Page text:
David Stewart (aviator)


David Stewart (aviator)
David Arthur Stewart
Born 8 March 1890
Hull, England
Died Unknown
Allegiance England
Service/branch Aviation
Rank Captain
Unit No. 20 Squadron RFC, No. 18 Squadron RAF
Awards Military Cross with Bar, Distinguished Flying Cross, Air Force Cross[disambiguation needed ]

Captain David Arthur Stewart (born 8 March 1890, date of death unknown) was a World War I flying ace credited with 16 aerial victories. Remarkably, they were all scored while he was flying bombers instead of fighters.[1]

Contents

World War I flying service

He scored his first two victories over German fighters on 1 and 3 August 1916 while assigned to No. 20 Squadron as an Air Mechanic 2nd Class observer in the back seat of a F.E.2b.[2] He did not score again for another 16 months; he resumed his victory skein on 6 January 1918 while piloting an Airco DH.4 for No. 18 Squadron. On 6 March 1918, he destroyed a Pfalz D.III and drove three other German fighters down out of control. He continued to win through 27 March, when he achieved his eleventh win. After a two month lapse, he closed out his tally with a victory on 28 May and double victories on 30 May and 11 June 1918. Fifteen of his triumphs were over enemy fighters; he destroyed eight and drove seven down out of control. He also destroyed an enemy two-seater. Among his observer gunners were fellow aces Reginald Maxwell, Harry Mackay, Lewis Collins, and William Miller.[1]

He was awarded the Military Cross on 22 April 1918, a Bar in lieu of a second award exactly two months later, and a Distinguished Flying Cross on 2 November 1918.[1]

Post World War I service

David Arthur Stewart was promoted to Flight Lieutenant on 1 July 1921.[3] He was awarded the Air Force Cross on 5 January 1922.[4] He was elected for membership in the Royal Aero Club on 14 November 1923.[5]

Honors and awards

Military Cross (MC)

"T./2nd Lt. David Arthur Stewart, Gen. List, and R.F.C.

For conspicuous gallantry and devotion to duty. On one occasion, when returning from bombing an enemy dump, he was intercepted by a formation of thirty hostile machines. He attacked the leader and shot his machine down out of control, whilst his observer shot down another enemy scout. He then fired a burst at another large scout, which dived down vertically out of control. On his observer being hit whilst engaged with another four machines, he spun down 4,000 feet and dived for our lines. Later, when on photographic duty, he was attacked by five enemy scouts, three of which were accounted for by his observer and himself. In the face of heavy odds, his courage, skill and fine tighting spirit have been most conspicuous."[6]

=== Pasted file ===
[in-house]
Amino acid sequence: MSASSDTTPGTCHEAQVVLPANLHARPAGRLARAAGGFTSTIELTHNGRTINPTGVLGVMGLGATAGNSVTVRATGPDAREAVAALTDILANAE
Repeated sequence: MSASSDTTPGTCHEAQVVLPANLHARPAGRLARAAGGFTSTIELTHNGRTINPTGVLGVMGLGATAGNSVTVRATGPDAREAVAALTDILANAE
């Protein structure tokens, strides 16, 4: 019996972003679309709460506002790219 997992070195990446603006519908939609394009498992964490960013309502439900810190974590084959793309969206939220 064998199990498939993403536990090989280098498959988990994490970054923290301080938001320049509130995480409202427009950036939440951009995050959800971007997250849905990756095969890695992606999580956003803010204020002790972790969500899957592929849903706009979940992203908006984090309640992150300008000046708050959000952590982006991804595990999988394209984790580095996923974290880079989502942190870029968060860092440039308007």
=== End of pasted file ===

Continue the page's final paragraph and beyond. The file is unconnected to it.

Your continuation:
Military Cross (MC) Bar

"T./2nd Lt. (T./Capt.) David Arthur Stewart, M.C., Gen. List, and R.F.C.

For conspicuous gallantry and devotion to duty. During the past month, when engaged with superior numbers of enemy aircraft, he has destroyed four hostile machines, all of which were seen to crash by other observers. He has in addition carried out nine successful reconnaissances, as a result of which he has returned with information of the greatest value. He has displayed the greatest courage and determination at all times on his many low flying and bombing attacks on hostile troops and transport.[7]

Distinguished Flying Cross (DFC)

"Lieut. (T./Capt.) David Arthur Stewart, M.C.

An able leader, conspicuous for initiative and dash. He has destroyed three enemy machines, and has, in addition, taken part in numerous bombing raids, reconnaissances and photographic flights. In the majority of these he has been leader, and frequently in order to obtain accurate information he has led his flight at very low altitudes."[8]

Sources of information

  1. ^ a b c http://www.theaerodrome.com/aces/england/stewart1.php Retrieved 12 January 2010.
  2. ^ Pusher Aces of World War 1. p. 24. 
  3. ^ Retrieved 12 January 2010.
  4. ^ Retrieved 12 January 2010.
  5. ^ Retrieved 12 January 2010.
  6. ^ Supplement to the London Gazette, 22 April 1918 (30643/4832)
  7. ^ Supplement to the London Gazette, 22 June 1918 (30761/7400)
  8. ^ Retrieved 12 January 2010.

References

  • Pusher Aces of World War 1" Jon Guttman, Harry Dempsey. Osprey Pub Co, 2009. ISBN 1846034175, 9781846034176.

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